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Oklahoma County DA won't file charges in case of man who died in police custody

Oklahoma County District Attorney David Prater told family members there was not enough evidence to charge two officers in the death of Robin Leander Howard, 54.
by Tim Willert Modified: October 17, 2012 at 9:28 pm •  Published: October 17, 2012

Oklahoma County District Attorney David Prater said Wednesday he will not file charges against two Oklahoma City police officers accused of excessive force by the family of a man who died in police custody.

Robin Leander Howard, 57, died in June after a physical confrontation with patrol officers Jeff Coffey and Doug Grady.

Prater told family members during a midafternoon meeting there was not enough evidence to charge the officers with a crime, but stopped short of saying the officers' actions were justified.

“There's no evidence that the officers involved in the arrest of Robin Howard committed a criminal act, therefore no charges will be filed against the officers,” he said.

The family's attorney, David Slane, said he wasn't surprised by the district attorney's decision.

“I think he's acting on what limited information he has,” Slane said. “I'm still very disappointed in the way the police department handled this matter from the beginning, and I'm not sure I accept their explanations of what happened.”

Family members, wearing T-shirts that read “Expose the cover-up” with a picture of Howard, claim the department failed to notify them about his death until they had time to “hide” what happened.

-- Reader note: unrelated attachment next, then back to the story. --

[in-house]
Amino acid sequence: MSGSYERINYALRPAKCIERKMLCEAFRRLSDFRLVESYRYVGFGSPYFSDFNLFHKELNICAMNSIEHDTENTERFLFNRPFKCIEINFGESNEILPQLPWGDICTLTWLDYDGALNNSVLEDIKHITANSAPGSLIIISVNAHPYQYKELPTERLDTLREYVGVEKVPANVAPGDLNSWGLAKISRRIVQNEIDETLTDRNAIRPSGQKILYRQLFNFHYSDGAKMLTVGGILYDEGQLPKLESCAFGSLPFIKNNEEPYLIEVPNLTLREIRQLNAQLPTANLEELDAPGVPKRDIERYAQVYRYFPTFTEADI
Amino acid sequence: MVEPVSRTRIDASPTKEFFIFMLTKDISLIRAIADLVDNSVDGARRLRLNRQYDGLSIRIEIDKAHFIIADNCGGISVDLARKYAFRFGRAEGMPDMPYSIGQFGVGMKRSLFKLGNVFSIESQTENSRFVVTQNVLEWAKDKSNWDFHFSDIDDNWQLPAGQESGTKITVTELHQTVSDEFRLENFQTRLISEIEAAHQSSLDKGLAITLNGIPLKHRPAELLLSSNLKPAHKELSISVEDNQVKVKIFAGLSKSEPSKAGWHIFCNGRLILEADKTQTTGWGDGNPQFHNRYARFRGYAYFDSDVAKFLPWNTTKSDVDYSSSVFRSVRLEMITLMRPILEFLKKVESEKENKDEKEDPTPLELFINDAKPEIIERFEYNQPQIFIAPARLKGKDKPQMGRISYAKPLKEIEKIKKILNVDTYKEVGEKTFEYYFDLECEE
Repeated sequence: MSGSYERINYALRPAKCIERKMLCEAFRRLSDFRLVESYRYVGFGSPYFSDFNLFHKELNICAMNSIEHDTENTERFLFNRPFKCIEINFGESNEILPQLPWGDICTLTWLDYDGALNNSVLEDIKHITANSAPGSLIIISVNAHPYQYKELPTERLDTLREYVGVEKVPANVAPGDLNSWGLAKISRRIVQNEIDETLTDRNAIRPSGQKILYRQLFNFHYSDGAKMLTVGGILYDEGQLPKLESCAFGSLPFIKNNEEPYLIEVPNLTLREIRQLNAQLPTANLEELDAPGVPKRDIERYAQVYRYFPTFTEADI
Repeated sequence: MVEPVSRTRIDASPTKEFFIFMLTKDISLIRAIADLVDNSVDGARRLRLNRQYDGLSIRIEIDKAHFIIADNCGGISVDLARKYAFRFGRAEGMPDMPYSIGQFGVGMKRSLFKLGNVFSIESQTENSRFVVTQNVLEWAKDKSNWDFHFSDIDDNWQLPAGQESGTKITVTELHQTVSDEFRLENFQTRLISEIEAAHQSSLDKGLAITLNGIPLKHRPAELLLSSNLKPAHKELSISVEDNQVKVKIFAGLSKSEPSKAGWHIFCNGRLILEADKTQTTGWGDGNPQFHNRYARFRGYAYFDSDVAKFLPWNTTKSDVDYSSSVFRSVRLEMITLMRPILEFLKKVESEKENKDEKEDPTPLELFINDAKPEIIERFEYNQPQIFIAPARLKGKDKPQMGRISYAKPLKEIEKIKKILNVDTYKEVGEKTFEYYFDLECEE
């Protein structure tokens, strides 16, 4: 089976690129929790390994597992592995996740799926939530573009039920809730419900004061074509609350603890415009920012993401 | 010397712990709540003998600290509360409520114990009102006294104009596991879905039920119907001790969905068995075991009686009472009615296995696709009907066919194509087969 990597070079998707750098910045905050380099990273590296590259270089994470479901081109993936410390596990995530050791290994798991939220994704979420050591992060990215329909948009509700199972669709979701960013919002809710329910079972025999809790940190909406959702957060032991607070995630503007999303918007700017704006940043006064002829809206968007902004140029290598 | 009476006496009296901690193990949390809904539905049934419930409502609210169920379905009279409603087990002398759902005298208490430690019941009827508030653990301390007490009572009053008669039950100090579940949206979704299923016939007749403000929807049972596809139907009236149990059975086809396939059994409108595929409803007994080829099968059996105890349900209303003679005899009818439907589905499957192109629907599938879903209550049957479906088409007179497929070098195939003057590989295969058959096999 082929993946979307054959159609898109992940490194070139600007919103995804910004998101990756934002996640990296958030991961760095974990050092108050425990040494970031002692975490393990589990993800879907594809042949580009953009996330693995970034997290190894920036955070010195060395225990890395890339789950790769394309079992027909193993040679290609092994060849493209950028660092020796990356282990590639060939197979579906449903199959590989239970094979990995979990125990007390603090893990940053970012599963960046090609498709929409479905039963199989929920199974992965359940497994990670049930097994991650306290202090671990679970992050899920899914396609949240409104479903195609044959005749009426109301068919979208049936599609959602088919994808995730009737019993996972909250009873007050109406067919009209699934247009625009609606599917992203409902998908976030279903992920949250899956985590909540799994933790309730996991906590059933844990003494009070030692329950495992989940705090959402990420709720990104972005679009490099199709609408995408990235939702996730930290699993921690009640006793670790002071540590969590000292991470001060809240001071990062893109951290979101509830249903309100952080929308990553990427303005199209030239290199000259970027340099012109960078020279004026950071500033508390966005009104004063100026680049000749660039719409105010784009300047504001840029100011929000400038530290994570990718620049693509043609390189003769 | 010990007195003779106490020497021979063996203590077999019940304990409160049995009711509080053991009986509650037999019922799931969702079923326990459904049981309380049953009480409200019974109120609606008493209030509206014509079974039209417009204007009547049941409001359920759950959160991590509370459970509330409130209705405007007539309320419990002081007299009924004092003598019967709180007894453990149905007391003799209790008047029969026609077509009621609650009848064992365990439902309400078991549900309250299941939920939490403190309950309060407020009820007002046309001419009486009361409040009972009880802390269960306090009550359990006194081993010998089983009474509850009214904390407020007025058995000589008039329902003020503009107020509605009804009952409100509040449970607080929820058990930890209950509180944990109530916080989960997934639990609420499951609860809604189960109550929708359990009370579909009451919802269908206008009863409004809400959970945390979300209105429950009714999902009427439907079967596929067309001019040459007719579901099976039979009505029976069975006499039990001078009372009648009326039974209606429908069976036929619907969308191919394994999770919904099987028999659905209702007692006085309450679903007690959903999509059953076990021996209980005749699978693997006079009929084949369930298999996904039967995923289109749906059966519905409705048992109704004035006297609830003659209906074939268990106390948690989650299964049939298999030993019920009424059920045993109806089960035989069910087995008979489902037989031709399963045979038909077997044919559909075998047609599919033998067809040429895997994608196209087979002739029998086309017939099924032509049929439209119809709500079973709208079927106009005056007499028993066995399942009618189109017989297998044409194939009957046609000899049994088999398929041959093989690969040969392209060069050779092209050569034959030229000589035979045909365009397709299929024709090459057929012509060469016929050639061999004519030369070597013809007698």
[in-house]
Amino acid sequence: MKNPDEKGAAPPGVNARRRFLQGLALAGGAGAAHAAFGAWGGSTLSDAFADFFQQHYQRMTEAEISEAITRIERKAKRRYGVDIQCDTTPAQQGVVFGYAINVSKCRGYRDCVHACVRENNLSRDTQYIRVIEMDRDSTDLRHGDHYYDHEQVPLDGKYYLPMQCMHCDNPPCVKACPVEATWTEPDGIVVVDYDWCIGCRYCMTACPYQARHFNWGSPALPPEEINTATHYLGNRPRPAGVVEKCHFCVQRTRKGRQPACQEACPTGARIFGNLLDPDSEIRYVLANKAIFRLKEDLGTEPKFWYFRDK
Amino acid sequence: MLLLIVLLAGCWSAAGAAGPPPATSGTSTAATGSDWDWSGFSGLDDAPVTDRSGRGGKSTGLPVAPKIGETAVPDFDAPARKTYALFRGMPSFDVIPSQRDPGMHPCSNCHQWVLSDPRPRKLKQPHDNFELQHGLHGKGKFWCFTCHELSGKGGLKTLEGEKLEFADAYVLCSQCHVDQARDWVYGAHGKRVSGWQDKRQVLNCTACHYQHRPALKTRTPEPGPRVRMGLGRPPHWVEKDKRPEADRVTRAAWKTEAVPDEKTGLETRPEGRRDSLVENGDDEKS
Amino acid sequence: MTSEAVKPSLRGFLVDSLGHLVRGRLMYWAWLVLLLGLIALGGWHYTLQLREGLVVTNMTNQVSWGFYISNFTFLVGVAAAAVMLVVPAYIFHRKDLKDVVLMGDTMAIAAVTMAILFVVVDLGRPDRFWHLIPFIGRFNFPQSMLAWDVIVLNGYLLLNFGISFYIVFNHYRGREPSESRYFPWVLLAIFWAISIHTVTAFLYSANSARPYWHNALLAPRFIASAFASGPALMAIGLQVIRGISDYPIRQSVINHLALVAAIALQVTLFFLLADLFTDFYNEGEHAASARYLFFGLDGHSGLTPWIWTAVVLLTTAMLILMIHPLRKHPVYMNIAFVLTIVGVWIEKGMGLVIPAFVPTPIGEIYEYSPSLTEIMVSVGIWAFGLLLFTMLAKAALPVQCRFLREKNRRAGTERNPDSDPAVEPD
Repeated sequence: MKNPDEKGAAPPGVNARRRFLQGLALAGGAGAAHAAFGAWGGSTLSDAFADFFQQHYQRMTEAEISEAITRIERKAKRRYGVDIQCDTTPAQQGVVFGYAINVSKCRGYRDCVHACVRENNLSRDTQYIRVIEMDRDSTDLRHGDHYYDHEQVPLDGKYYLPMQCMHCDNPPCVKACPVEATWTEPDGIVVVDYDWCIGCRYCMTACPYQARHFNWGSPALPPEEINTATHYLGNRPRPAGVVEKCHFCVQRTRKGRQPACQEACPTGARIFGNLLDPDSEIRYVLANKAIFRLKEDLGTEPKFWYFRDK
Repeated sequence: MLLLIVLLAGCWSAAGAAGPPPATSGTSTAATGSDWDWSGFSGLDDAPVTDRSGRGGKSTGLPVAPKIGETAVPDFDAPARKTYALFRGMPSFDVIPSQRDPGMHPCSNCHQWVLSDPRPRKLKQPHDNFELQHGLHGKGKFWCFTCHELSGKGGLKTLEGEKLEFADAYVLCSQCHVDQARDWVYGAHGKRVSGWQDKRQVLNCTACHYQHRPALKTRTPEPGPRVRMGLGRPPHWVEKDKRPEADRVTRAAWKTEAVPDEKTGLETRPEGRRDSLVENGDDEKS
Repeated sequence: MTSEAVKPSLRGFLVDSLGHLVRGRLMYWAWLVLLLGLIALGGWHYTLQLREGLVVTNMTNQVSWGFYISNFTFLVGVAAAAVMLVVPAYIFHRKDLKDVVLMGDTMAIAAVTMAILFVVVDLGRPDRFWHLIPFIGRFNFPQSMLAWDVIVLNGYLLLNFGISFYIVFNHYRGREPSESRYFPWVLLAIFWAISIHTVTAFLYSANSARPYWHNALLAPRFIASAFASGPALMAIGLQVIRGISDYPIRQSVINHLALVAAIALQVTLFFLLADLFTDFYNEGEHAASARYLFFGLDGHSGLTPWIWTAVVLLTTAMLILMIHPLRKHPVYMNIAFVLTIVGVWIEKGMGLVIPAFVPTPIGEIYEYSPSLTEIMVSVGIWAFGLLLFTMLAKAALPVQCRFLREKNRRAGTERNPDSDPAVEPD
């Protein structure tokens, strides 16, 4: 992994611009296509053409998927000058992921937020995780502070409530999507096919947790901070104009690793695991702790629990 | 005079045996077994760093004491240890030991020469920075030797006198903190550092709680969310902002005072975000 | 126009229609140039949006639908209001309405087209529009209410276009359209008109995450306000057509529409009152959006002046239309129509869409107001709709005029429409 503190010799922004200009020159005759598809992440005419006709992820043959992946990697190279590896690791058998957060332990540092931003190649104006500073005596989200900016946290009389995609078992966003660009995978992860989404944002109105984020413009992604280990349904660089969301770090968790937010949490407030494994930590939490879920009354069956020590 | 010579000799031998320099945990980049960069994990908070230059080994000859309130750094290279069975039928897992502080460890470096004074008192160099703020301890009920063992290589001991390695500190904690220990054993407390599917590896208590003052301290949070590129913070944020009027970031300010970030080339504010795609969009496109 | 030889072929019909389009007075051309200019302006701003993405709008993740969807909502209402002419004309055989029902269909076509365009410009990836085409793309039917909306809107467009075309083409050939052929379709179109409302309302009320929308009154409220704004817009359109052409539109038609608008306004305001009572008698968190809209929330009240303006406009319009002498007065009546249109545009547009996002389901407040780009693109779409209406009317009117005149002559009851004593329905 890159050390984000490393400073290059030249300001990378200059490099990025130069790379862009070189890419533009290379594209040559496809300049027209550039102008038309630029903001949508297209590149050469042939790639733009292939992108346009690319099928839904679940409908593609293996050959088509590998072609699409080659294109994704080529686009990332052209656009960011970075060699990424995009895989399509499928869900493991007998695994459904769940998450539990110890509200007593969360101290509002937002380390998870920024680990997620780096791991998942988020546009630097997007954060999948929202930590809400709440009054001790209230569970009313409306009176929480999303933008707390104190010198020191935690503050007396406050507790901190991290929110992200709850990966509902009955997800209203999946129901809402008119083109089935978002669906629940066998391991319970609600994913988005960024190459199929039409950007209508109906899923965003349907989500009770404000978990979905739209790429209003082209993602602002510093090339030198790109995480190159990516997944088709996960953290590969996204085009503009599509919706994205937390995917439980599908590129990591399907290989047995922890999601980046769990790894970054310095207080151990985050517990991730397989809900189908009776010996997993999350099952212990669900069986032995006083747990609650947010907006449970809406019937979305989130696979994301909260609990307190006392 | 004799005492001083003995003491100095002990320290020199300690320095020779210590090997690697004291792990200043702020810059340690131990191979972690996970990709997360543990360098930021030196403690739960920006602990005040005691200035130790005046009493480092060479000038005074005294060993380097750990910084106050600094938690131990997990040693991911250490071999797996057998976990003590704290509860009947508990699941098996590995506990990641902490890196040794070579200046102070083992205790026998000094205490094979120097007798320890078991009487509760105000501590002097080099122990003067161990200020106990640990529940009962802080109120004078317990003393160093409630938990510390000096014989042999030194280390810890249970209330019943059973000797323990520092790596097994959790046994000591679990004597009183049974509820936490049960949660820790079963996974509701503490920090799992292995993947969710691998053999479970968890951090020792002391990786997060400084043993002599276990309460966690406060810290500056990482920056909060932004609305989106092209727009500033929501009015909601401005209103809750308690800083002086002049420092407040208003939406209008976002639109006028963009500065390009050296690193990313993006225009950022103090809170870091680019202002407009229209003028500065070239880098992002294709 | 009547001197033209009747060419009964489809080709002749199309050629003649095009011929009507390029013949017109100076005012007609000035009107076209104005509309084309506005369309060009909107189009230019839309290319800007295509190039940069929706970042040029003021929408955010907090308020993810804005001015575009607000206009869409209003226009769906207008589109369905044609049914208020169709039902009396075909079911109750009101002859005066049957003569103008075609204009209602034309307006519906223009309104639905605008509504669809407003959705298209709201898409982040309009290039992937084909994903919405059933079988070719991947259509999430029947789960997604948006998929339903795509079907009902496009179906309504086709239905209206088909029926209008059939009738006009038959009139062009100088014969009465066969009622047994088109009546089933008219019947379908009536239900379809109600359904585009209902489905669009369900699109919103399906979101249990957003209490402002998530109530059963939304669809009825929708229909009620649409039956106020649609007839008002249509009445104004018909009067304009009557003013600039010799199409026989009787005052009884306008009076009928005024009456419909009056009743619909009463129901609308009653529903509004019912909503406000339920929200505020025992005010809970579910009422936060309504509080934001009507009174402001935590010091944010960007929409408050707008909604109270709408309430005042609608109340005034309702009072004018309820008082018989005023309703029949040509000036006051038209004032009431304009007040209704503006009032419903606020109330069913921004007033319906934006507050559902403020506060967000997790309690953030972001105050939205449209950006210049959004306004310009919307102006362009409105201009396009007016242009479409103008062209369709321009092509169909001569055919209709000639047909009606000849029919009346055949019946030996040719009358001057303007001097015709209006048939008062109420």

“We have to do everything in our power to uncover the cover-up,” said Deidre Hill, Howard's sister.

Prater met with family members for nearly an hour Wednesday. He said he spoke with Chief Bill Citty about his decision and will mail an official letter to the police department.

Prater said his office will reopen the investigation “if additional evidence comes to light.”

“We don't ever truly close these cases,” he said.

Police department officials, including Citty, declined to comment.

The chief had previously said the department “dropped the ball” because an officer assigned to notify Howard's family of his death failed to do so until four days had passed.

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by Tim Willert
Education Reporter
Tim Willert is a native Californian with Oklahoma ties who covers education. Prior to moving to Oklahoma in June 2011, he was as an editor for in Century City, Calif., and reported on courts for the Los Angeles Daily Journal and...
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